The Aon EMEA Health Survey aims to identify the key health issues and trends employers are facing as they develop their people risk strategies.
This year’s survey is bigger than the 2016 edition, now covering 22 countries and again finds some interesting trends, as well as some interesting differences, in the ways employers across the region approach health and wellbeing.
Health and wellbeing is high on the agenda for many employers right now
Health and wellbeing is high on the agenda for many employers right now.
The increased focus on issues such as physical, psychological, social and financial wellbeing is not surprising when many employers are trying to build and develop a health strategy in an increasingly challenging environment.
Ongoing economic challenges are a given; other factors include rapidly-evolving healthcare models, including the impact of digital health, which transcend geographical boundaries; the changing needs and requirements of a multigenerational workforce and the desire to improve employee engagement.
This is all in tandem with employers increasingly recognising their role to educate and improve individuals’ often poor lifestyle behaviours
This is all in tandem with employers increasingly recognising their role to educate and improve individuals’ often poor lifestyle behaviours.
Across the EMEA region, attracting and retaining talent is the top HR issue for survey respondents in 2018, and has overtaken increasing productivity and employee performance, which has dropped to the number three issue of concern since the 2016 survey.
Improving engagement and morale is the second highest survey-wide concern.
Employee health and performance
The positive theme running through this survey is that employers overwhelmingly appear to recognise that there is a correlation between employee health and performance (95%) and that they have a role to play in positively influencing good employee health (95%).
There is a correlation between employee health and their performance and that they have a role to play in positively influencing good employee health
Furthermore, it is encouraging that nearly 70% of respondents either have a specific budget in place, or will have within the next two years, to fund health initiatives. However, while it would seem that many employers have positive intentions when it comes to health and wellbeing, there is a concern that some may be guilty of being too tactical and not strategic enoug
As mentioned above, it is really positive that employers overwhelmingly recognise that there is a correlation between employee health and their performance and that they have a role to play in positively influencing good employee health.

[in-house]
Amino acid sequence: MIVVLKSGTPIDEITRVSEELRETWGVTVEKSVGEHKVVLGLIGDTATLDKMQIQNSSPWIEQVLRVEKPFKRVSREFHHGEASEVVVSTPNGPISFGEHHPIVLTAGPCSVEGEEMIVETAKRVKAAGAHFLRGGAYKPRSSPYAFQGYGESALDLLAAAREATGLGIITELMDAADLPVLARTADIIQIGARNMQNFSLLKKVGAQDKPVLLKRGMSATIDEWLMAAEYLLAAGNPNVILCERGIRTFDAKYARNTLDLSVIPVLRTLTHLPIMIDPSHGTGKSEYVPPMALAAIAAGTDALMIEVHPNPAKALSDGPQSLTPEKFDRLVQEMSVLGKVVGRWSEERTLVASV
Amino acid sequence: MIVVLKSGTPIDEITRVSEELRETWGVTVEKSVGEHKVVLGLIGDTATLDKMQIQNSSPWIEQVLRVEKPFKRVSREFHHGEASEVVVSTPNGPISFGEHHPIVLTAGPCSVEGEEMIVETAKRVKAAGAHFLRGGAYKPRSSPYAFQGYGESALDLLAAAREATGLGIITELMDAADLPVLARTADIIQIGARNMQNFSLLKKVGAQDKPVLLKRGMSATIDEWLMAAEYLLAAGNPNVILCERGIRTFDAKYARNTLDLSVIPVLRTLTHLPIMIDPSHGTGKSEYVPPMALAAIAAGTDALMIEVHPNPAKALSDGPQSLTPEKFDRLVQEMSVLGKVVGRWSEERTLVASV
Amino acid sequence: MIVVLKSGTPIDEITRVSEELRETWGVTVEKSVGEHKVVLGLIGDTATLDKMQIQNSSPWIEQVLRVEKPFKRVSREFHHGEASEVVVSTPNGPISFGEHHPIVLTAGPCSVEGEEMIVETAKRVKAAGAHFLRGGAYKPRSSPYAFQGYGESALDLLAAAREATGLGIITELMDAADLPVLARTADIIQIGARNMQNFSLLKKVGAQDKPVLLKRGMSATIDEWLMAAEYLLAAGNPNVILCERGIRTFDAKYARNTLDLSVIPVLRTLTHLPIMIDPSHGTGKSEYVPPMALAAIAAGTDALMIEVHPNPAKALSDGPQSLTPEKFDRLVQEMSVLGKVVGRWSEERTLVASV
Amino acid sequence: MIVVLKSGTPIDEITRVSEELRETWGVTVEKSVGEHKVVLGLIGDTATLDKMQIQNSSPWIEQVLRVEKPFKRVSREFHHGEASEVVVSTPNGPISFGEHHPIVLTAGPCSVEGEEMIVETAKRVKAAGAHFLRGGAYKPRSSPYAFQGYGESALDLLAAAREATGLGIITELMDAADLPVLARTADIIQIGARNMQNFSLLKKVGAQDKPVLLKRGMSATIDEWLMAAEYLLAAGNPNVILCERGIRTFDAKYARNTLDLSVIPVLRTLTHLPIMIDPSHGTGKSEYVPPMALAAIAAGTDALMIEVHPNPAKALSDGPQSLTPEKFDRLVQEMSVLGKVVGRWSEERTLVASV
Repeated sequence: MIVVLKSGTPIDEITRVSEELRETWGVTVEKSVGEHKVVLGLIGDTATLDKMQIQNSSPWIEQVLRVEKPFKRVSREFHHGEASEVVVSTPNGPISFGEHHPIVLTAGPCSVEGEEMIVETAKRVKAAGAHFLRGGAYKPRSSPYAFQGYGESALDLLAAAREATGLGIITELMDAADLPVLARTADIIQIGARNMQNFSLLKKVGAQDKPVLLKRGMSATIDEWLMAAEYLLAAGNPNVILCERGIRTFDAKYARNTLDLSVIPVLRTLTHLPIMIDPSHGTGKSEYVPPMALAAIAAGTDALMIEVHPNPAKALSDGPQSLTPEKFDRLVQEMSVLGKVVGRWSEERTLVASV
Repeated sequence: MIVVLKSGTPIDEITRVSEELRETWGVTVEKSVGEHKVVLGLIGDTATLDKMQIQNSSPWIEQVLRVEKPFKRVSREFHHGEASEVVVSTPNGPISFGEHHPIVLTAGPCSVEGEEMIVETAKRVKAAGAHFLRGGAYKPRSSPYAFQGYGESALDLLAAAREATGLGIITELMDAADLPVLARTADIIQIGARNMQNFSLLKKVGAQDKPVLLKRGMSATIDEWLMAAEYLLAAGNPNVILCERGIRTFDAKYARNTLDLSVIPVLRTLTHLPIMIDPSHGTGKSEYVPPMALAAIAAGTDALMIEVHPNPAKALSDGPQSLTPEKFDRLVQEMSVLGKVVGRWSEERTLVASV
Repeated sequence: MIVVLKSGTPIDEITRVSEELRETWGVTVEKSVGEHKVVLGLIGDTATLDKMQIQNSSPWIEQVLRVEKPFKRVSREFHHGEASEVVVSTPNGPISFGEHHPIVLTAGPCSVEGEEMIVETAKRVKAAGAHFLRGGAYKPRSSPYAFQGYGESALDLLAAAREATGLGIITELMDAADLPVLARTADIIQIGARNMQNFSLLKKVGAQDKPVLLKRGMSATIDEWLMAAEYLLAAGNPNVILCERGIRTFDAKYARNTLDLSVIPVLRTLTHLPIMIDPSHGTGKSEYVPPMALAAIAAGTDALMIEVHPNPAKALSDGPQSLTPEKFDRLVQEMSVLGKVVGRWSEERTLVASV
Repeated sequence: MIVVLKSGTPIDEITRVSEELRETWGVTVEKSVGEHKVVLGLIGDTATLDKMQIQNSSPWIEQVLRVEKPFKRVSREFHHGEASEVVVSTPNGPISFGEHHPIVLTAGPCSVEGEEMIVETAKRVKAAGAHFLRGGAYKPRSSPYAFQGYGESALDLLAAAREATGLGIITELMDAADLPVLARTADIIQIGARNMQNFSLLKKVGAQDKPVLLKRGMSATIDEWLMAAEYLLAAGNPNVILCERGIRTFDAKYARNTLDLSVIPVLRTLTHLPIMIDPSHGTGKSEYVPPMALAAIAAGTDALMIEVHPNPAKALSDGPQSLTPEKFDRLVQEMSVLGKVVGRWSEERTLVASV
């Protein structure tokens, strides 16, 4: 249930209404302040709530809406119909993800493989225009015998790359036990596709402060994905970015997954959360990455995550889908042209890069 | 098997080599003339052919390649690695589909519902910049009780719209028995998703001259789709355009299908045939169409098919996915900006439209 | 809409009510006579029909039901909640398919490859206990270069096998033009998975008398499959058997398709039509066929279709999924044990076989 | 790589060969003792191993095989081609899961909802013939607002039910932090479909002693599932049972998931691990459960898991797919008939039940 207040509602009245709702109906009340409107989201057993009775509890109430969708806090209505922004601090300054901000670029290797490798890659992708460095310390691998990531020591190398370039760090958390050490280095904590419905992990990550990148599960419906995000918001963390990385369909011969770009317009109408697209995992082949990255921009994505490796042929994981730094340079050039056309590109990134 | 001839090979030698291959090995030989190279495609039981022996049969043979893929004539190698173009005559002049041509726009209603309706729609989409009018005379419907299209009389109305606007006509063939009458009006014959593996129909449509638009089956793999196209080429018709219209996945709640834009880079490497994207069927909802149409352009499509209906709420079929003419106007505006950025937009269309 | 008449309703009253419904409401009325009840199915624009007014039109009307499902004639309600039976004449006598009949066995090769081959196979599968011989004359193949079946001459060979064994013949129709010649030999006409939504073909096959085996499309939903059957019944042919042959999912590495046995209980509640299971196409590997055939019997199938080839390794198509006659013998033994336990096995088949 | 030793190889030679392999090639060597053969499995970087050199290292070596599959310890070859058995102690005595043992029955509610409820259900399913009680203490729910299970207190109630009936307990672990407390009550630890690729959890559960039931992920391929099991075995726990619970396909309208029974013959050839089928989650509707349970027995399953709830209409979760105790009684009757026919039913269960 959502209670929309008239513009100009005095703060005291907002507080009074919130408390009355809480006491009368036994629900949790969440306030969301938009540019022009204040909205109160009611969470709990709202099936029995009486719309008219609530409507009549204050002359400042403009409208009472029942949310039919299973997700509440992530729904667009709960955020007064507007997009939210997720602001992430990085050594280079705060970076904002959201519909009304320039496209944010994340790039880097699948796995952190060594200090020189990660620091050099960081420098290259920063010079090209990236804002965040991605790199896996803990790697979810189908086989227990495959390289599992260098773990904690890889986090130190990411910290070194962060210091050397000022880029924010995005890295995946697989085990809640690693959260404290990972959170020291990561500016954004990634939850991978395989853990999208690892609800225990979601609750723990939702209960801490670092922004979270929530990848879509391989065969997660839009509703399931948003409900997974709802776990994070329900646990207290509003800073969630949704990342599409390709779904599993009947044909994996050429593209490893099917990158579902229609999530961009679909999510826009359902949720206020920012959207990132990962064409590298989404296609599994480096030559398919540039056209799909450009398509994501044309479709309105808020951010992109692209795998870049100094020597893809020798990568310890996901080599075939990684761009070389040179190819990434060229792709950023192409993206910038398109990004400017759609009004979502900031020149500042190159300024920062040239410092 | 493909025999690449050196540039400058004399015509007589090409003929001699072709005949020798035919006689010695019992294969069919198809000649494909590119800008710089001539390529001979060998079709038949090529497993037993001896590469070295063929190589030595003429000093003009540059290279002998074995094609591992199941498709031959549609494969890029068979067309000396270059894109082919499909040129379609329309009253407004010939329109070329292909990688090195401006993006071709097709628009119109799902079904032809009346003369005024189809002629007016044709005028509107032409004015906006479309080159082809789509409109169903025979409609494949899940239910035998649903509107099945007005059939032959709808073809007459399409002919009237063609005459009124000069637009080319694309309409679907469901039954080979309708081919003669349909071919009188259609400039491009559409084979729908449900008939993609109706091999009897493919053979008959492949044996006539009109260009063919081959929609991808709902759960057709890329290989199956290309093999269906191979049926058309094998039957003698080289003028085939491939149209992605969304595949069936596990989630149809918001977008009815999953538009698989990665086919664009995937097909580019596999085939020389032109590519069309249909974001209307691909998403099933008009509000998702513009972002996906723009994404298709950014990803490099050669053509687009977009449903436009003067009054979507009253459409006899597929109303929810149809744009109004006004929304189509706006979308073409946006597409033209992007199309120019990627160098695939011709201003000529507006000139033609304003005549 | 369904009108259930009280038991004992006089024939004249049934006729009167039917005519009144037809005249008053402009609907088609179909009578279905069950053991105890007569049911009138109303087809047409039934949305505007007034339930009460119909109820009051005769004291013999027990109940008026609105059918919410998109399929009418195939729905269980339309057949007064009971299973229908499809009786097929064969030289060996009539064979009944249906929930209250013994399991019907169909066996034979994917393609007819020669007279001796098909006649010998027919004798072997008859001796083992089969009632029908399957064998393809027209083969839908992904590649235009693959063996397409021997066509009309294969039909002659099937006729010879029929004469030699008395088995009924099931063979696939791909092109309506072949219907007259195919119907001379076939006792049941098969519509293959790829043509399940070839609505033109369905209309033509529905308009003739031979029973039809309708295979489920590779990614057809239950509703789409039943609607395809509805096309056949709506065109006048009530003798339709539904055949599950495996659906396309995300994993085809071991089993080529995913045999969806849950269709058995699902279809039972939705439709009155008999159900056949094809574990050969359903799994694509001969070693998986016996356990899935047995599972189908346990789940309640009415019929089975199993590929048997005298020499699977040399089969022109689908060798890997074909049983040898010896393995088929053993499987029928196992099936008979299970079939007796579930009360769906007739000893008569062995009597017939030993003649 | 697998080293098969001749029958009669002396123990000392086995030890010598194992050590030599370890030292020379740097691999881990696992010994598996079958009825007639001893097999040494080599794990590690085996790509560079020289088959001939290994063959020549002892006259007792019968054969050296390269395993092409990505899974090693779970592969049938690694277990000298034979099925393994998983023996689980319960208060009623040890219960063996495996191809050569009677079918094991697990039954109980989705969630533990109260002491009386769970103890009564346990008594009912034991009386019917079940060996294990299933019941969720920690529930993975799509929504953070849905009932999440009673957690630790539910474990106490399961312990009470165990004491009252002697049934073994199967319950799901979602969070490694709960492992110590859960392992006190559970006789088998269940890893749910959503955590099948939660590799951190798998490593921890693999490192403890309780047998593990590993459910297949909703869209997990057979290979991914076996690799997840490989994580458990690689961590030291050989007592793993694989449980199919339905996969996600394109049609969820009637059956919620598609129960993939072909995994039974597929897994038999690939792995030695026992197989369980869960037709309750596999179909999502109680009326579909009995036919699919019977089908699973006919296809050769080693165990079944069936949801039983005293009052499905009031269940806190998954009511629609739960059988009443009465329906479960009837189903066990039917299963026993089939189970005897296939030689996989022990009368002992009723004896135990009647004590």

Lifestyle risks, financial, physical and/or emotional wellbeing
Furthermore, most employers seem to have a good idea of the types of health and wellbeing issues they need to focus on, for example, lifestyle risks, financial, physical and/or emotional wellbeing.
This tactical approach is evidenced by the fact that only 40% of employers say they have a defined health strategy in place, the same as 2016, and even fewer (36%) have a clear view of the impact (including cost) of the health issues in their organisation.
All too often there appear to be reasons why some employers are not doing more. Having no budget or a limited budget and resources, or not being able to measure the effectiveness of any initiatives are legitimate concerns.
Yet in many cases things do not appear to have moved on since 2016 and employers need to find a way of removing some of these barriers.
Data to support and inform their health and wellbeing strategy
The majority of employers are still not using data to support and inform their health and wellbeing strategy; measure ongoing success and hopefully support the case for future investment.
The majority of employers are still not using data to support and inform their health and wellbeing strategy
The survey results show that some countries are making good progress in this area but overall there is clearly a long way to go. Too many employers are still in the ‘intend to’ camp when it comes to actually using the health data they have at their disposal.
Taking a more data-driven approach to health strategy will pay huge dividends and we would urge all firms to look at this as a matter of urgency. In this report, we guide you through the key findings of the survey on a country-by-country basis.
Taking a fresh look at health is something that would benefit all EMEA employers, no matter their current approach. We hope this survey provides some food for thought.